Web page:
A switch always has some ohms across the contacts of a switch and it does not matter if the switch is closed or open.
    In a case like that, would the volt meter read a different voltage if a switch would be used instead of just wiring the meter straight to the power source.

    The ohmic resistance of the switch contacts will be exceedingly small compared to the ohmic resistance of the voltmeter. You might be able to measure a small number of millivolts across the switch, but more likely microvolts.
    The voltmeter will definitely read lower when the switch is open. :blush:
    SMA SB 3000, old BP panels.
  • raymateraymate Registered Users Posts: 15
    Added in the little volt meters, I put one on the solar panel feed, battery and load out from charge controller. Can someone explain why they all say the same when I'm using the system. I was expecting different values. I have each section with a breaker so if If disconnect the solar panel for example I then see I guess the panel voltage with out any load. If I flip the switch to make the panel live then the voltage becomes the same as the rest of the system. I assume thats correct

    Was thinking the load output from my CC would just give 12v it does not, it all seems to work fine but it can be 11,12,13 and 14v

    The little meters are cool and give me a good idea of what is going on, but like I say not understanding why they all say the same. But if I isolate them I get different readings.
  • BB.BB. Super Moderators, Administrators Posts: 30,626 admin
    If you have a PWM type solar charge controller (and not a MPPT type)--The Vpanel input, Vbatt output, and charge controller will be about the same (within a 1/10th of volt or so) of each other if:
    • All is working well (battery in the range of 10.5 to 14.8 volts or so)
    • There is light on the solar array.
    • Charge controller thinks the battery bank needs charging (PWM controller "turns on" in bulk mode 100% of the time).
    Voltage:
    • 11 volts on the battery bank is pretty low--Generally, we suggest that you avoid going below ~11.5 volts under load
    • 12 volts on the battery bank with no load is ~50% state of charge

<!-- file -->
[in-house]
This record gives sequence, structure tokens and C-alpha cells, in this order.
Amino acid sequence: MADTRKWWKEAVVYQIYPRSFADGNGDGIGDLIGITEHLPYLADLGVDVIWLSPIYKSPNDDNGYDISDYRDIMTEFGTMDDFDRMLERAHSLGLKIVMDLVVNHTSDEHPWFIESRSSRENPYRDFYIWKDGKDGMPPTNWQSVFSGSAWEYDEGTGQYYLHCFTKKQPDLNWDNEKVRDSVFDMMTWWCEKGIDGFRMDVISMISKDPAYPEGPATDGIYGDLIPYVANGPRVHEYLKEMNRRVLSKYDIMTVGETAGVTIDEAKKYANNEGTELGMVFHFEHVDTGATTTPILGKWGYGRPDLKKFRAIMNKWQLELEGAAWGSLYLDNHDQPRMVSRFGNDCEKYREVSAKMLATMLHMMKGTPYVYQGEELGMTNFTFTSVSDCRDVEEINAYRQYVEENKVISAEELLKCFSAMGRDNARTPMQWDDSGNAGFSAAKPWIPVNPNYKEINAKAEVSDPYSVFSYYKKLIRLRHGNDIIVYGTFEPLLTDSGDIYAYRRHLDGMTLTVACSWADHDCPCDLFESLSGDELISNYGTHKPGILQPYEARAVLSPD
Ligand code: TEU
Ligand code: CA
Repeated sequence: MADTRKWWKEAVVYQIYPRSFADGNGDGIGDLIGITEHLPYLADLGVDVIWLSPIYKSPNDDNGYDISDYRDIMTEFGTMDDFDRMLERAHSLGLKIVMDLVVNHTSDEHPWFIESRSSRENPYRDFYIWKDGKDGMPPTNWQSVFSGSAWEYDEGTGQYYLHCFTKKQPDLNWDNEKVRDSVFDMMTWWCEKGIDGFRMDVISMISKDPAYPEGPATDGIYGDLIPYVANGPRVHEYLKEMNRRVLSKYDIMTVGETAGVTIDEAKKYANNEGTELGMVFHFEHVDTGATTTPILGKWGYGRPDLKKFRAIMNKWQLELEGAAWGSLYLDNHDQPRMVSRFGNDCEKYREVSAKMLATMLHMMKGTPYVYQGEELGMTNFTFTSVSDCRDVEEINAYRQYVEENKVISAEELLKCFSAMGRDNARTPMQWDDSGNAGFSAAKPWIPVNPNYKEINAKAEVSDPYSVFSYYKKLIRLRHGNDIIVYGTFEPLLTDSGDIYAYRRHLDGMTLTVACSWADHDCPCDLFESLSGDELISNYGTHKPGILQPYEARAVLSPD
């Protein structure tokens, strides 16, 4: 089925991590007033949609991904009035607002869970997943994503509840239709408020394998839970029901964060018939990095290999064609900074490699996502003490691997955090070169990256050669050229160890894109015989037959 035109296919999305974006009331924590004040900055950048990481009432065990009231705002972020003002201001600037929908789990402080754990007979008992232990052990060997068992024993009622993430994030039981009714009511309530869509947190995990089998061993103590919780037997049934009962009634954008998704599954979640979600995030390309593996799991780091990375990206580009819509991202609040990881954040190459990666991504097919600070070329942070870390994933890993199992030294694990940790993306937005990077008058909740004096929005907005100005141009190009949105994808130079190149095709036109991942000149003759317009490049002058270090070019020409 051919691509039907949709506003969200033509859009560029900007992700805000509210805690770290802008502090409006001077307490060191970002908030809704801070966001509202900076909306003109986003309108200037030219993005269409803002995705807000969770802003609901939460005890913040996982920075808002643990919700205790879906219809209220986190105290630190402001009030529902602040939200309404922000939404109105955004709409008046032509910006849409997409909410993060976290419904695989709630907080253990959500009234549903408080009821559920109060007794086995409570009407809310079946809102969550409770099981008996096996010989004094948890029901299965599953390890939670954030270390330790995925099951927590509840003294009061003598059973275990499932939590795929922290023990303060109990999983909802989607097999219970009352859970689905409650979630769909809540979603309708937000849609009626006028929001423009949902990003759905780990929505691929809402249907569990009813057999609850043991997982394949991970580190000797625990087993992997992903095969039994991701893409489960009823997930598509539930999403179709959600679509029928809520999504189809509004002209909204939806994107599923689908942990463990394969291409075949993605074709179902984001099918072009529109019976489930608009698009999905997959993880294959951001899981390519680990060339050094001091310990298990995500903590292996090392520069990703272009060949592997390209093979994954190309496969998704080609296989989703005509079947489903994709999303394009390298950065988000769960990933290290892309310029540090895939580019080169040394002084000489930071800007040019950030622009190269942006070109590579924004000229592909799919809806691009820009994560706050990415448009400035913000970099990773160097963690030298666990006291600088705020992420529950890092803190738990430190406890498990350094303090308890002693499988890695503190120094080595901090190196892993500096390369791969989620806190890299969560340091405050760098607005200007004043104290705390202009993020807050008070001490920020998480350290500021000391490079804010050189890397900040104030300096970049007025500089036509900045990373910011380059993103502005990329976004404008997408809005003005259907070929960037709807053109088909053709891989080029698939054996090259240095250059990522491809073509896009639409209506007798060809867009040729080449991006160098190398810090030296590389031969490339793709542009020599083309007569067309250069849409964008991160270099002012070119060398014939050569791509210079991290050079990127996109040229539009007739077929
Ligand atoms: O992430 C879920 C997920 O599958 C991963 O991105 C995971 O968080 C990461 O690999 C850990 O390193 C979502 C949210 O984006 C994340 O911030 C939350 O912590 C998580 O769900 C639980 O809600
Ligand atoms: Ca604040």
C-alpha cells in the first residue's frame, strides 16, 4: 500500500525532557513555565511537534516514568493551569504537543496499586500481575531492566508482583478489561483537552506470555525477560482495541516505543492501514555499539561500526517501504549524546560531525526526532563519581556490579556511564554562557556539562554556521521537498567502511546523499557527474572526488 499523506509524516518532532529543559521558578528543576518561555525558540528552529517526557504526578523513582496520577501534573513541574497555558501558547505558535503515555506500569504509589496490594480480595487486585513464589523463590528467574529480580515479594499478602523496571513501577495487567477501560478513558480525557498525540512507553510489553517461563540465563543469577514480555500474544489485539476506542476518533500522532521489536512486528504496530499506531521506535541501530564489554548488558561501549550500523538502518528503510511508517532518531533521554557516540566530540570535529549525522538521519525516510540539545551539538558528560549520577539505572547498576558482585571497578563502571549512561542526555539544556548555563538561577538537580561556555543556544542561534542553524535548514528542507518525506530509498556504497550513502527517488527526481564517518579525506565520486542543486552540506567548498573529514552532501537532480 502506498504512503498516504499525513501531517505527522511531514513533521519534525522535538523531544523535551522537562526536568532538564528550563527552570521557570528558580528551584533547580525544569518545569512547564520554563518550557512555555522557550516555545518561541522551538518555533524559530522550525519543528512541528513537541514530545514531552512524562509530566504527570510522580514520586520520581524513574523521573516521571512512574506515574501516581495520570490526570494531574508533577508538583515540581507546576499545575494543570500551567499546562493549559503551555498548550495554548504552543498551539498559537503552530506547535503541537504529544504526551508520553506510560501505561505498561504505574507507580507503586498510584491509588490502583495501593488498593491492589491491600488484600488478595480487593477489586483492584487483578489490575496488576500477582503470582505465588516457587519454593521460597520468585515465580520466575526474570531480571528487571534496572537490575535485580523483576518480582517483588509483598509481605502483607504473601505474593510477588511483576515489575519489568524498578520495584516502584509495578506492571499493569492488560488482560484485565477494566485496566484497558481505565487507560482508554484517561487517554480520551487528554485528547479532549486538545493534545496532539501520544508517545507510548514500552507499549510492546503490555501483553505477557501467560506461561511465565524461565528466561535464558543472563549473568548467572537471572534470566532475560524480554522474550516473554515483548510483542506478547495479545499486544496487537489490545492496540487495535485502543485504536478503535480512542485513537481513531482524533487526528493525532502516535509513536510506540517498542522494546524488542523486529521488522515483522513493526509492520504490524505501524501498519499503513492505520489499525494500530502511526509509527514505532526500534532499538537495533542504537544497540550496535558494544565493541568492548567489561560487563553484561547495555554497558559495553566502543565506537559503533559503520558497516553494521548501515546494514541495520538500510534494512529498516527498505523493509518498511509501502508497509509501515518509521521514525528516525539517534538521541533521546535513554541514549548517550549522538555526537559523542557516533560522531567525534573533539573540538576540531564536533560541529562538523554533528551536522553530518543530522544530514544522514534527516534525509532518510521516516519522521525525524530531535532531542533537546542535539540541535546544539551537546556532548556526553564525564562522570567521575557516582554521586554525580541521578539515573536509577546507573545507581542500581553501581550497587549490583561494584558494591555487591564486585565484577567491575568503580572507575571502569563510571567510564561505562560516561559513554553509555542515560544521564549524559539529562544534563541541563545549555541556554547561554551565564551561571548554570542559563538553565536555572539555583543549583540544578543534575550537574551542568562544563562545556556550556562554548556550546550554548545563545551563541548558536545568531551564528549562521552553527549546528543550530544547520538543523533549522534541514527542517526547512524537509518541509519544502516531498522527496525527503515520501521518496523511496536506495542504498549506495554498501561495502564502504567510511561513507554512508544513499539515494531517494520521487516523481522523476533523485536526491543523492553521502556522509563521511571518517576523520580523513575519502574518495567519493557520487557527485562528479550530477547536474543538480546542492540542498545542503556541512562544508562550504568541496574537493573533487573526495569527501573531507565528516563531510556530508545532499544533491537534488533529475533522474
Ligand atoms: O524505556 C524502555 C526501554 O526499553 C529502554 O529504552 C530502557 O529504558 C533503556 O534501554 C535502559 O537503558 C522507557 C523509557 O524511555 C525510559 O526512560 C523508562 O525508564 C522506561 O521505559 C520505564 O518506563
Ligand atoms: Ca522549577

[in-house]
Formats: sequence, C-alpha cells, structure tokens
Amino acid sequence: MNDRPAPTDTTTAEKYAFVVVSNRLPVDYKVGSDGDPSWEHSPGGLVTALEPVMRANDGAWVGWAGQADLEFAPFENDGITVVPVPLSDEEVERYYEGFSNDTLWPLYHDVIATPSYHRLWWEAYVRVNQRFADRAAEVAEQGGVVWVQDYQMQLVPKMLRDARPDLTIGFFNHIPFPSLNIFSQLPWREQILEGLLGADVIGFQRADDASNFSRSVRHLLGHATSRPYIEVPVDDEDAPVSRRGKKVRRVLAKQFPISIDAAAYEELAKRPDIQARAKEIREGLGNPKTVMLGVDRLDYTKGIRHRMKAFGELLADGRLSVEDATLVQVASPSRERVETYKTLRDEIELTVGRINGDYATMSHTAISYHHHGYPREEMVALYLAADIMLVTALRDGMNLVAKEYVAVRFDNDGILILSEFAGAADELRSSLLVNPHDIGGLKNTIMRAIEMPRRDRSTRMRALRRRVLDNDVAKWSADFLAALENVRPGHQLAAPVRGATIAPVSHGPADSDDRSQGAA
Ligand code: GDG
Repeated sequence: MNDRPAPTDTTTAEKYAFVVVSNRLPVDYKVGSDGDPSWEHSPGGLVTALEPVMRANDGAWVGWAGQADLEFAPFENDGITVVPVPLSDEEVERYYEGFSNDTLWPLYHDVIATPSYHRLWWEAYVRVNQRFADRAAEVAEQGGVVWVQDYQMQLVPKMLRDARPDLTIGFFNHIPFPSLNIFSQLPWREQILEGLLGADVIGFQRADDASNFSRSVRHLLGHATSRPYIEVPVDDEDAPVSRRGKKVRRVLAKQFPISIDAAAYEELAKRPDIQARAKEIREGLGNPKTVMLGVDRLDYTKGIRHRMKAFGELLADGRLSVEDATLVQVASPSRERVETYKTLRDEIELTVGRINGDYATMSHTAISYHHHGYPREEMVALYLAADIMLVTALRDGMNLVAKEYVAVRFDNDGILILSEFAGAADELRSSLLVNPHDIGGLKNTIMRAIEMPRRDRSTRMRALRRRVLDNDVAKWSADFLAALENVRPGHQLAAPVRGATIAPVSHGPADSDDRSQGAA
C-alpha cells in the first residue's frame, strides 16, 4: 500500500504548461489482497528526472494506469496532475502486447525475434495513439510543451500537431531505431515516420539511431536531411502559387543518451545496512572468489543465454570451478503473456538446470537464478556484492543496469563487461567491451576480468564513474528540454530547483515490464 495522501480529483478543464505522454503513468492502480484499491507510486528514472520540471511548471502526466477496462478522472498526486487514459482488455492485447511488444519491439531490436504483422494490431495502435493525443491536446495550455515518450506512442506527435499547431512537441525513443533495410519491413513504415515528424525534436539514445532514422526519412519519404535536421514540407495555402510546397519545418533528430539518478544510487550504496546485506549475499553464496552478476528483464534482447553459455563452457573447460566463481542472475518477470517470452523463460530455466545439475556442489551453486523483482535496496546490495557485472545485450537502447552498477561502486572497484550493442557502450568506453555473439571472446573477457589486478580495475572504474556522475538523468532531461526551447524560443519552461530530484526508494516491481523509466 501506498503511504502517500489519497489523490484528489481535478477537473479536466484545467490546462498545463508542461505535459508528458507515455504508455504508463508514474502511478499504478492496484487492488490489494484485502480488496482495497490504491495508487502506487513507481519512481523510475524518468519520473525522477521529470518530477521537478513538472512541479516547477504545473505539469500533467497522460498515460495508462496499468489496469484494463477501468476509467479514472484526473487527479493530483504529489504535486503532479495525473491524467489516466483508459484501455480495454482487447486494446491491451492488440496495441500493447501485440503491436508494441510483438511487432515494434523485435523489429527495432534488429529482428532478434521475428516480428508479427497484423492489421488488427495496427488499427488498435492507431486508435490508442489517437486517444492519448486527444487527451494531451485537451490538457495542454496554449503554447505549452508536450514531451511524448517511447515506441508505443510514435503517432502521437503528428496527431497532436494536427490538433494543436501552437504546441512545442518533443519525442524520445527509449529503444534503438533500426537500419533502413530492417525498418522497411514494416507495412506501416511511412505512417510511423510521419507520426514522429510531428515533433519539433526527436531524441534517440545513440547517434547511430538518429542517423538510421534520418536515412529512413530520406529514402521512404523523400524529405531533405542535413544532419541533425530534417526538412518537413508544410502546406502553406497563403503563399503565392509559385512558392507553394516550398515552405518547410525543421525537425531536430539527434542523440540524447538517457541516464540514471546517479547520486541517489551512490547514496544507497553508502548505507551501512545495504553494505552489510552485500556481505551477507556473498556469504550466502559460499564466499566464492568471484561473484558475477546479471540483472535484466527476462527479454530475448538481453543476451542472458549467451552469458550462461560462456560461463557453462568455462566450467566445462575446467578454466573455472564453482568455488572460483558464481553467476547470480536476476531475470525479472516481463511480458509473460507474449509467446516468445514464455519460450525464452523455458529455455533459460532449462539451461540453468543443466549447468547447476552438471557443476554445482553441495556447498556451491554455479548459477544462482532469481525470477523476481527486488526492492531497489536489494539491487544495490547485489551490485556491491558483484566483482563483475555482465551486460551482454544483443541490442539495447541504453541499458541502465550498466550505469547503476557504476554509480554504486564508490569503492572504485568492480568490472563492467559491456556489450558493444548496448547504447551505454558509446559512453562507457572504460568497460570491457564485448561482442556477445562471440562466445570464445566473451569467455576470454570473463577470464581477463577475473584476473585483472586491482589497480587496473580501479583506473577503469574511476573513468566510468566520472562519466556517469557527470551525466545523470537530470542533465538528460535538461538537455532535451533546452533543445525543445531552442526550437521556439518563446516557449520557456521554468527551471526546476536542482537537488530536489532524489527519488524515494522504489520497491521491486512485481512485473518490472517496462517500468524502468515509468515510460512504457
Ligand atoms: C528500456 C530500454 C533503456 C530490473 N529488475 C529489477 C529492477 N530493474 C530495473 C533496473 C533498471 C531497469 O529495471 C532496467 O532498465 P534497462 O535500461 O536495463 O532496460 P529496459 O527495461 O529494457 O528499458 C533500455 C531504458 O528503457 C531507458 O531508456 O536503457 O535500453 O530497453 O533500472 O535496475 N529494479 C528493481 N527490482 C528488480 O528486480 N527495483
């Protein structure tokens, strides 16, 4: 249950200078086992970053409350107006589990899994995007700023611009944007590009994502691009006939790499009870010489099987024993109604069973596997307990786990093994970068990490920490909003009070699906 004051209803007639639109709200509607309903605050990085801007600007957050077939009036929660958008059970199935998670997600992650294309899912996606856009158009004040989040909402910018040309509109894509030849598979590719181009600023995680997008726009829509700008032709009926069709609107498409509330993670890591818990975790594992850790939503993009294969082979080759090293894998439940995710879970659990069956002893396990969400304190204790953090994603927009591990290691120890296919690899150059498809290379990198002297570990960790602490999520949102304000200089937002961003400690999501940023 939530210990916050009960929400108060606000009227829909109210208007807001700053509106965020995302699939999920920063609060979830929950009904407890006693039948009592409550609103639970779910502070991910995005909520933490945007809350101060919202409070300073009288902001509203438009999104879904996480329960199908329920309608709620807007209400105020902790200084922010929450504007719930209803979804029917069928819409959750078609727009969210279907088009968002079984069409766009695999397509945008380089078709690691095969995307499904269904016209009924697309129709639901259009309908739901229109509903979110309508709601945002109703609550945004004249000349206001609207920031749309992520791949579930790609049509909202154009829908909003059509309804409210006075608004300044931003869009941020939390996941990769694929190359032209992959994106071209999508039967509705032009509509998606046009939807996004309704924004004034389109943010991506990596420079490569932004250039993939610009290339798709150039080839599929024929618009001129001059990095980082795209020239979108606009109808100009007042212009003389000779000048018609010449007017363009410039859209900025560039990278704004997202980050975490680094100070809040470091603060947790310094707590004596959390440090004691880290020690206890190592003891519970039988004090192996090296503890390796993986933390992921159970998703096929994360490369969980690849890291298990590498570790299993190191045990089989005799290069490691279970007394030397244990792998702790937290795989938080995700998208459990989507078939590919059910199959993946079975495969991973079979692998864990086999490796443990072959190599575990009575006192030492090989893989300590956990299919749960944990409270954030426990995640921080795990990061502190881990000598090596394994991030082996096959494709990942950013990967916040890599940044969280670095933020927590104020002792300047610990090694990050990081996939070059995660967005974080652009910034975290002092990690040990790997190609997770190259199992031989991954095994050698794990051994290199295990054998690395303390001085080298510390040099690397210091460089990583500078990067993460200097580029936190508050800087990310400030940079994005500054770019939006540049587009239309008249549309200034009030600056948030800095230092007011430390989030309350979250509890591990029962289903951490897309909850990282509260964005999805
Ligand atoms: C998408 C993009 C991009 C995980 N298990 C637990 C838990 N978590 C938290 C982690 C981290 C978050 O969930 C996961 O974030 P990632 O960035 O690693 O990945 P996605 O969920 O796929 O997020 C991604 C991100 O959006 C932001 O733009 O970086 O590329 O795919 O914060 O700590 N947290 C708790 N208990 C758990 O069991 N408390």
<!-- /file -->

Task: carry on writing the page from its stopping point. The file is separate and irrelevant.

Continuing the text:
• 13 volts is the battery is not being discharged (~12.7 to 13.6 volts is float charging)
    • 14 volts is the battery starting to get a good charge on it
    • 14.5 to 14.8 volts is what the charge controller will hold at the battery for ~2-4 hours or so to fully charge the battery bank. Vpanel should slowly rise from 14.5 to ~21 volts as the charging current is reduced.
    • Vpanel should be pretty close to zero volts at night.
    • Load Control should be ~Vbatt voltage unless Load Control turns off (battery near dead, over current from LC terminals, etc.).
    At this point, I would worry that you are not getting enough charging current to your battery bank--The battery bank is probably not getting fully charged... And at 11 volts either you have heavy loads (for the size of the battery bank) or are significantly discharging below 50% state of charge.

    If flooded cell batteries, I would get a good hydrometer. Also, assuming the charge controller and everything else is working OK, I would turn off your loads and/or get an extra battery charger on the battery bank and get it fully charged (check specific gravity of all cells, etc.).

    -Bill
    Near San Francisco California: 3.5kWatt Grid Tied Solar power system+small backup genset
  • BB.BB. Super Moderators, Administrators Posts: 30,626 admin
    What is the sunlight/current charging current/loads in this pic?

    I want to make sure your batteries are getting properly charged.

    -Bill
    Near San Francisco California: 3.5kWatt Grid Tied Solar power system+small backup genset
  • raymateraymate Registered Users Posts: 15
    BB. wrote: »
    What is the sunlight/current charging current/loads in this pic?

    I want to make sure your batteries are getting properly charged.

    -Bill

    In that picture it was shaded (and cloudy today), charge current was not registering on ProStar (too low), no load (apart from a few MAh for the LED temp display unit.

    Just did it again, with sun (moved around, but cloudy right now)

    With a load of 1.2 Amps, Charge current 0.4 Amps (this load was running for about 15 mins, LED lights)

    On the displays I see

    Panel 12.4 v
    Battery 12.5 v
    Load 12.4 v


    update, battery now seems charged and is gone in a optimization mode from the CC, no load at this time. and now

    On the displays I see

    Panel 15.3 v
    Battery 14.1 v
    Load 14.1 v


    Another update as the sun went down I watched the solar panel V and it did indeed went down and down and then was not providing enough power to keep the display running and just cut off, so that does seem to work fine.
Sign In or Register to comment.